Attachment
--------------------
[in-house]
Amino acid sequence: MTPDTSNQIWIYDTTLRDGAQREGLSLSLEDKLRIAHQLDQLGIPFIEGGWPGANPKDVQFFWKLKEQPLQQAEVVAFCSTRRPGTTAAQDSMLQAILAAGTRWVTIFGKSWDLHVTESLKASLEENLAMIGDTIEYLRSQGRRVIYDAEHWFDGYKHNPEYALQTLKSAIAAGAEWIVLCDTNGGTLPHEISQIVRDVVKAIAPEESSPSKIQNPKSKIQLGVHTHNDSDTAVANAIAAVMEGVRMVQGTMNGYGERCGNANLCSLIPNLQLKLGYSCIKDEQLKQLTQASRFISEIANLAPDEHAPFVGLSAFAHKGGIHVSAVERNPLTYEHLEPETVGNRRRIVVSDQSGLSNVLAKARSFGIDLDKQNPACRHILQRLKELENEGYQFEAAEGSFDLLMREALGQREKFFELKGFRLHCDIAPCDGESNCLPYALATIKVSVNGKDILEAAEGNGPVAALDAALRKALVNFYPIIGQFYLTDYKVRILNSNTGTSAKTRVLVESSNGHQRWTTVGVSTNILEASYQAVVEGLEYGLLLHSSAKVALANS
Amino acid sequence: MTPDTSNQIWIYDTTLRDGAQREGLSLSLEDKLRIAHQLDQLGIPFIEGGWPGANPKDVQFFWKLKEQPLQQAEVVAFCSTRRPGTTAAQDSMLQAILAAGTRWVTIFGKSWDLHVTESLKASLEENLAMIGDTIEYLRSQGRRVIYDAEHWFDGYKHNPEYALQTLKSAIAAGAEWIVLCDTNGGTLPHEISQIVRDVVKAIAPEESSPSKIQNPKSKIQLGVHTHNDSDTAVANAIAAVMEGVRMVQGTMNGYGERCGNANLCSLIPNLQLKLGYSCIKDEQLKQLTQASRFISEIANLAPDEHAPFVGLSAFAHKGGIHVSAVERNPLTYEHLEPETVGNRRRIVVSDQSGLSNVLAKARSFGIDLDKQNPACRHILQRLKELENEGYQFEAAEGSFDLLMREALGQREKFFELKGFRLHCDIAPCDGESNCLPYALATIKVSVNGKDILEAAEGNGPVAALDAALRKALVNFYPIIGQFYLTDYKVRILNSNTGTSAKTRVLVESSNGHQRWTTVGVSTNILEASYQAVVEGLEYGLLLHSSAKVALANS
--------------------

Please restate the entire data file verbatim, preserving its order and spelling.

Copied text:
[in-house]
Amino acid sequence: MTPDTSNQIWIYDTTLRDGAQREGLSLSLEDKLRIAHQLDQLGIPFIEGGWPGANPKDVQFFWKLKEQPLQQAEVVAFCSTRRPGTTAAQDSMLQAILAAGTRWVTIFGKSWDLHVTESLKASLEENLAMIGDTIEYLRSQGRRVIYDAEHWFDGYKHNPEYALQTLKSAIAAGAEWIVLCDTNGGTLPHEISQIVRDVVKAIAPEESSPSKIQNPKSKIQLGVHTHNDSDTAVANAIAAVMEGVRMVQGTMNGYGERCGNANLCSLIPNLQLKLGYSCIKDEQLKQLTQASRFISEIANLAPDEHAPFVGLSAFAHKGGIHVSAVERNPLTYEHLEPETVGNRRRIVVSDQSGLSNVLAKARSFGIDLDKQNPACRHILQRLKELENEGYQFEAAEGSFDLLMREALGQREKFFELKGFRLHCDIAPCDGESNCLPYALATIKVSVNGKDILEAAEGNGPVAALDAALRKALVNFYPIIGQFYLTDYKVRILNSNTGTSAKTRVLVESSNGHQRWTTVGVSTNILEASYQAVVEGLEYGLLLHSSAKVALANS
Amino acid sequence: MTPDTSNQIWIYDTTLRDGAQREGLSLSLEDKLRIAHQLDQLGIPFIEGGWPGANPKDVQFFWKLKEQPLQQAEVVAFCSTRRPGTTAAQDSMLQAILAAGTRWVTIFGKSWDLHVTESLKASLEENLAMIGDTIEYLRSQGRRVIYDAEHWFDGYKHNPEYALQTLKSAIAAGAEWIVLCDTNGGTLPHEISQIVRDVVKAIAPEESSPSKIQNPKSKIQLGVHTHNDSDTAVANAIAAVMEGVRMVQGTMNGYGERCGNANLCSLIPNLQLKLGYSCIKDEQLKQLTQASRFISEIANLAPDEHAPFVGLSAFAHKGGIHVSAVERNPLTYEHLEPETVGNRRRIVVSDQSGLSNVLAKARSFGIDLDKQNPACRHILQRLKELENEGYQFEAAEGSFDLLMREALGQREKFFELKGFRLHCDIAPCDGESNCLPYALATIKVSVNGKDILEAAEGNGPVAALDAALRKALVNFYPIIGQFYLTDYKVRILNSNTGTSAKTRVLVESSNGHQRWTTVGVSTNILEASYQAVVEGLEYGLLLHSSAKVALANS